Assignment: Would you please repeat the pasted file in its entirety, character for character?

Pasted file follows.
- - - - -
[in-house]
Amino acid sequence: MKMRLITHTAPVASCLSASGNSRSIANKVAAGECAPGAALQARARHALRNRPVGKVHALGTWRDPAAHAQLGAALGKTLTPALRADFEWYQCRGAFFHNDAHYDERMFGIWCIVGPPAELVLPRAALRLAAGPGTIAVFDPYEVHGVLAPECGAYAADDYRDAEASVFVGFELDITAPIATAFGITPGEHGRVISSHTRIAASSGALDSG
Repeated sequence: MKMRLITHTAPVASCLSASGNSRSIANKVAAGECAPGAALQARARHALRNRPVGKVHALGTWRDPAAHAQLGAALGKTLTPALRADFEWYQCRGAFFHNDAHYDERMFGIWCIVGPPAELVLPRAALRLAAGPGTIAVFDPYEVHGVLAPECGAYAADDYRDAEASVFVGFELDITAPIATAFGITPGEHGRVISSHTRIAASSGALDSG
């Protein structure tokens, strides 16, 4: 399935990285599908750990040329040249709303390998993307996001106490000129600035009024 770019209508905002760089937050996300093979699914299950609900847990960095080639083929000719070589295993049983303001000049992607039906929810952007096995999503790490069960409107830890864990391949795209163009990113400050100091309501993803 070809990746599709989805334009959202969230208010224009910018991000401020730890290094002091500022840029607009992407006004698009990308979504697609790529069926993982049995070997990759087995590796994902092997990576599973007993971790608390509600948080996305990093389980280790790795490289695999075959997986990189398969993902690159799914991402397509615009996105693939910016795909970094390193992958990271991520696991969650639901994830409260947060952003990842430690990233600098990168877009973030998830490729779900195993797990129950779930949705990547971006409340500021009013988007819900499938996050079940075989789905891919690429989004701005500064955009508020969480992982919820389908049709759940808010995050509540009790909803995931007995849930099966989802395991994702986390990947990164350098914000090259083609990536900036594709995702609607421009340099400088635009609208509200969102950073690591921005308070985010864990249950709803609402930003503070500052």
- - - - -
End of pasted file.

[in-house]
Amino acid sequence: MKMRLITHTAPVASCLSASGNSRSIANKVAAGECAPGAALQARARHALRNRPVGKVHALGTWRDPAAHAQLGAALGKTLTPALRADFEWYQCRGAFFHNDAHYDERMFGIWCIVGPPAELVLPRAALRLAAGPGTIAVFDPYEVHGVLAPECGAYAADDYRDAEASVFVGFELDITAPIATAFGITPGEHGRVISSHTRIAASSGALDSG
Repeated sequence: MKMRLITHTAPVASCLSASGNSRSIANKVAAGECAPGAALQARARHALRNRPVGKVHALGTWRDPAAHAQLGAALGKTLTPALRADFEWYQCRGAFFHNDAHYDERMFGIWCIVGPPAELVLPRAALRLAAGPGTIAVFDPYEVHGVLAPECGAYAADDYRDAEASVFVGFELDITAPIATAFGITPGEHGRVISSHTRIAASSGALDSG
């Protein structure tokens, strides 16, 4: 399935990285599908750990040329040249709303390998993307996001106490000129600035009024 770019209508905002760089937050996300093979699914299950609900847990960095080639083929000719070589295993049983303001000049992607039906929810952007096995999503790490069960409107830890864990391949795209163009990113400050100091309501993803 070809990746599709989805334009959202969230208010224009910018991000401020730890290094002091500022840029607009992407006004698009990308979504697609790529069926993982049995070997990759087995590796994902092997990576599973007993971790608390509600948080996305990093389980280790790795490289695999075959997986990189398969993902690159799914991402397509615009996105693939910016795909970094390193992958990271991520696991969650639901994830409260947060952003990842430690990233600098990168877009973030998830490729779900195993797990129950779930949705990547971006409340500021009013988007819900499938996050079940075989789905891919690429989004701005500064955009508020969480992982919820389908049709759940808010995050509540009790909803995931007995849930099966989802395991994702986390990947990164350098914000090259083609990536900036594709995702609607421009340099400088635009609208509200969102950073690591921005308070985010864990249950709803609402930003503070500052």